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Ryan speech draws media criticism for factual errors

By Miriam Raftery

August 30, 2012 (Tampa) -- "I am running for president to help create a better future,” Mitt Romney declared, accepting his party’s presidential nomination at the Republican National Convention.  (View speech:;mostpopvideo )

 Delayed a day by Hurricane Isaac,  the convention concluded with Romney assailing President Barack Obama on everything from the economy to global warming policy, then pledging to focus on jobs and family if elected. 

Alluding to criticisms of his wealth and ties to Bain Capital, Romney remarked, “In America, we celebrate success, we don’t apologize for it.” He pledged to roll back Obama healthcare reforms and laid out additional goals if elected. (View highlights of the speech in the Washington Post):

The Obama campaign responded with a webpage and videos of its own, faulting Romney’s economics as “wrong for the middle class.” (View Obama campaign’s response: )

Vice Presidential candidate Paul Ryan delivered a speech to the party faithful (View Ryan speech;videos ) but drew sharp criticism for playing fast and loose with facts.  

Fox News aired a contributor piece describing Ryan’s speech in three words:  dazzling, deceiving, and distracting: 

Ron Paul delegates staged a raucous protest at the RNC while Paul himself walked out of the convention after the GOP aired an endorsement video by his son that misrepresented Paul’s views:  

Ann Romney’s speech at the RNC sought to shore up the party’s gender gap with women (View her speech:;mostpopvideo ).  Romney’s campaign has suffered a gender gap following attention drawn to the party’s platform calling for a ban on abortions even for victims of rape and women whose lives are in danger, a perception exacerbated by Rep. Todd Akin’s remarks about “legitimate rape” and VP candidate Ryan’s bill to grant “personhood” rights to fertilized eggs.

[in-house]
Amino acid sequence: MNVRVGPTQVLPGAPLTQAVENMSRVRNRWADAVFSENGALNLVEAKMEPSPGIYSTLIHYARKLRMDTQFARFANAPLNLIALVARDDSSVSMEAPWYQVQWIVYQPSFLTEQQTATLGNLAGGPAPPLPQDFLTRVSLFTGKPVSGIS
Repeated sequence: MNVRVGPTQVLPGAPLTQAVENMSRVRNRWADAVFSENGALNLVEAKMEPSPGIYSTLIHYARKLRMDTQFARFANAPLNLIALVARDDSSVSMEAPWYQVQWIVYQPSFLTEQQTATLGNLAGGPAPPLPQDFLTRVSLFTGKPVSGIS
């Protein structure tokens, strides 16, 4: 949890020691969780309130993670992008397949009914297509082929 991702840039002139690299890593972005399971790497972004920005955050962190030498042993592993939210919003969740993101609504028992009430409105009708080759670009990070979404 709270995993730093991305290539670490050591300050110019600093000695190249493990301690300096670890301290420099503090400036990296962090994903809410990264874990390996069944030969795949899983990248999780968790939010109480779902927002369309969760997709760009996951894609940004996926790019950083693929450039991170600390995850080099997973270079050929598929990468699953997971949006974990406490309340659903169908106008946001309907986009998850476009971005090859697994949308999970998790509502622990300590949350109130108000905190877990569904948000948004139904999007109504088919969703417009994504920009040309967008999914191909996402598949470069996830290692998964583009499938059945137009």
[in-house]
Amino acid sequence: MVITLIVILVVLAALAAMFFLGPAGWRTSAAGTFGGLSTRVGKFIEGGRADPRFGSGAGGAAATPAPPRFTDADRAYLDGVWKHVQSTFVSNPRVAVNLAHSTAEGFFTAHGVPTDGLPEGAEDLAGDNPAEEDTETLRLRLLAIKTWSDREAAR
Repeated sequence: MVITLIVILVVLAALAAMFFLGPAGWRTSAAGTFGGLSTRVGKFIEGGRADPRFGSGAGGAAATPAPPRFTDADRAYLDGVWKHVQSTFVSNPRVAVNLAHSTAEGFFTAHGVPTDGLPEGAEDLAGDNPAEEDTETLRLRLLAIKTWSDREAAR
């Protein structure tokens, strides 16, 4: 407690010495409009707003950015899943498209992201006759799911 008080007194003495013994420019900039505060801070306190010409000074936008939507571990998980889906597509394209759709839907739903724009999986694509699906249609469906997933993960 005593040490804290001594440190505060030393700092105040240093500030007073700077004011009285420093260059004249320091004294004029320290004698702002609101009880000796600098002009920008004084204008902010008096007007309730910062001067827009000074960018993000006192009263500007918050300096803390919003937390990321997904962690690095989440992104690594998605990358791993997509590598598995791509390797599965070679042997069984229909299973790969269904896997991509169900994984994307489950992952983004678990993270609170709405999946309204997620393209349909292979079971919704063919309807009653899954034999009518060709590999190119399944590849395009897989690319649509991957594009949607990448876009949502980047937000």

Romney, who some have painted as a wealthy corporatist, has refused to disclose his income tax returns.  His remarks to the RNC that  “I’m not very concerned about the poor” did nothing to dispel that image:

Former Secretary of State Condoleeza Rice praised Romney on foreign policy, adding that the U.S. has “no choice but to lead.”  (View Rice’s speech:,0,2753684.story )

In perhaps the most bizarre moment of the convention, Actor Clint Eastwood’s  debate with an empty chair (Details and video: )  earned him a “thumbs down” from film critic Roger Ebert:

In the expected post-convention “bounce,” Romney has taken a small lead in the latest Reuters/Ipso poll:   Whether that lead will hold after the upcoming Democratic convention and most importantly the November election remains to be seen.


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